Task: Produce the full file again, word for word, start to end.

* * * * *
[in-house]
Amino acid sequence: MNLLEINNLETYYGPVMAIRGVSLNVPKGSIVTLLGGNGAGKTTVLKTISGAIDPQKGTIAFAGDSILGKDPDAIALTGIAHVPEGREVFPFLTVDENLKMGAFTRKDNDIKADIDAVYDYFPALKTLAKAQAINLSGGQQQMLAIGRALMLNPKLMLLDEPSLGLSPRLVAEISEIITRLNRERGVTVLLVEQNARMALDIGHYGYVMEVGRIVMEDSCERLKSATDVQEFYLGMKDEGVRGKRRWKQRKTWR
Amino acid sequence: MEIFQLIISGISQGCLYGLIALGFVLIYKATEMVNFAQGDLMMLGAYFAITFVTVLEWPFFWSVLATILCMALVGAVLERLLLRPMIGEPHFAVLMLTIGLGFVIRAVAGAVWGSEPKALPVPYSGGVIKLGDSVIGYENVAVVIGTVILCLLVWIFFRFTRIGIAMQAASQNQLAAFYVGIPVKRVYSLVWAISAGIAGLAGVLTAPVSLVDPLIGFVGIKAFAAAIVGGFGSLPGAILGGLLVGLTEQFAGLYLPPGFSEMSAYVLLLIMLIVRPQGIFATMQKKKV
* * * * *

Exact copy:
[in-house]
Amino acid sequence: MNLLEINNLETYYGPVMAIRGVSLNVPKGSIVTLLGGNGAGKTTVLKTISGAIDPQKGTIAFAGDSILGKDPDAIALTGIAHVPEGREVFPFLTVDENLKMGAFTRKDNDIKADIDAVYDYFPALKTLAKAQAINLSGGQQQMLAIGRALMLNPKLMLLDEPSLGLSPRLVAEISEIITRLNRERGVTVLLVEQNARMALDIGHYGYVMEVGRIVMEDSCERLKSATDVQEFYLGMKDEGVRGKRRWKQRKTWR
Amino acid sequence: MEIFQLIISGISQGCLYGLIALGFVLIYKATEMVNFAQGDLMMLGAYFAITFVTVLEWPFFWSVLATILCMALVGAVLERLLLRPMIGEPHFAVLMLTIGLGFVIRAVAGAVWGSEPKALPVPYSGGVIKLGDSVIGYENVAVVIGTVILCLLVWIFFRFTRIGIAMQAASQNQLAAFYVGIPVKRVYSLVWAISAGIAGLAGVLTAPVSLVDPLIGFVGIKAFAAAIVGGFGSLPGAILGGLLVGLTEQFAGLYLPPGFSEMSAYVLLLIMLIVRPQGIFATMQKKKV